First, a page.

What does 'we will laugh at gilded butterflies' mean?
Good question. It's a passage that puzzles a lot of readers. Here it is:
We two alone will sing like birds i' the cage:
When thou dost ask me blessing, I'll kneel down,
And ask of thee forgiveness: so we'll live,
And pray, and sing, and tell old tales, and laugh
At gilded butterflies, and hear poor rogues
Talk of court news; and we'll talk with them too,
Who loses and who wins; who's in, who's out;
And take upon's the mystery of things,
As if we were God's spies...
(Act V, Scene 3)
First, some context. Cordelia's army has lost the war, and the mad old king has been reunited with his daughter. She is now being led away to prison - as is King Lear - but Lear, by this late stage in the play, has realised that his other daughters, Regan and Goneril, have deceived him and lied to him. He 'sees better' (to quote another line in the play) than he did at the start. He's realised that Cordelia is good, honest and true.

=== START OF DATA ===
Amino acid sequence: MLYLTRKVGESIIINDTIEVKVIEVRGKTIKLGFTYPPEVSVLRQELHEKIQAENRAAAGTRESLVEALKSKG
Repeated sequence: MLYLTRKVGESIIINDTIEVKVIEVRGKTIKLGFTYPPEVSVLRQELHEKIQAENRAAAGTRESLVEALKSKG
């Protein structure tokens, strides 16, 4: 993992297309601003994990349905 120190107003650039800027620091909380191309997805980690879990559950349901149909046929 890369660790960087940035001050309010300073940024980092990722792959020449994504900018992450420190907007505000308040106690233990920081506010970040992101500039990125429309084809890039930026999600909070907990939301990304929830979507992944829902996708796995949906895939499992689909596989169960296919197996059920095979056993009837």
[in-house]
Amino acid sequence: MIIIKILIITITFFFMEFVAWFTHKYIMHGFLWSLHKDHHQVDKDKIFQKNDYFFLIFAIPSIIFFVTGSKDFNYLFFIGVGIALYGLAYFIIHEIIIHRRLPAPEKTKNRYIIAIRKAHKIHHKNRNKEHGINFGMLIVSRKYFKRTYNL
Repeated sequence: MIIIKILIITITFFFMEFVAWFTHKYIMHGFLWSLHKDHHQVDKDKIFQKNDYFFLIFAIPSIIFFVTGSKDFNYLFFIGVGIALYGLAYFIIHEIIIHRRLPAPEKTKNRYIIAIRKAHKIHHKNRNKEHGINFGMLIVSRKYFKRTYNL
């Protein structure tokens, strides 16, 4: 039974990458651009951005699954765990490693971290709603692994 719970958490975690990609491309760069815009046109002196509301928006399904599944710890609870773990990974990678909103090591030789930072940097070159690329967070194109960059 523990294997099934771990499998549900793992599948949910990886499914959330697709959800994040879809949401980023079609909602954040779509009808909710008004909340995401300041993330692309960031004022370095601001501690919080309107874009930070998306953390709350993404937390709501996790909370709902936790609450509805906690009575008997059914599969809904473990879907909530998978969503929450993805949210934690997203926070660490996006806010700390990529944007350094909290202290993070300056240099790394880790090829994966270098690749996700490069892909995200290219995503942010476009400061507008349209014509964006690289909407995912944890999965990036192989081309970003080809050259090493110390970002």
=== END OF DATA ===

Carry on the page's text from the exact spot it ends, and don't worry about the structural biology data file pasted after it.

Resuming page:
This is why this speech is so moving. Even when Lear is being taken away to prison, he says that he and Cordelia will sing like caged birds - not be like men behind bars, but happy, singing birds. He'll bless her (meaning to approve of her and wish her well) and ask her to forgive him (presumably for the mistakes he's made so far in the play!).
In this way, ('so'), Lear says, they will live - and 'tell old tales' and 'pray' and 'sing'. It's a vision of a simple, happy life reunited with his favourite daughter (and let's face it, she was always his favourite).
So now we come to the gilded butterflies. There are two possible readings. One is really simple: along with the other list of happy things the two will do together, they'll laugh at butterflies when they fly past. 'Gilded' can just mean 'golden' - a reference to the pretty colours of the butterflies' wings.
The other reading is more in line with the next bit of the speech:
This interpretation imagines that the gilded butterflies are the well-dressed, glitzy, dressed up people flitting around at the court. Lear thinks that he and Cordelia will laugh at the pretensions of people who think court life - in the royal palace - is important, and who dress to impress. They'll also listen to the poor fools (or 'rogues', to use Lear's word) talk about who has the king's favour and who doesn't.
What Lear has realised, though, is that the wealth and the finery of court dress and of 'important life' is unimportant - what really matters are the simple things. It's a sad moment of realisation which has cost Lear a lot to achieve.
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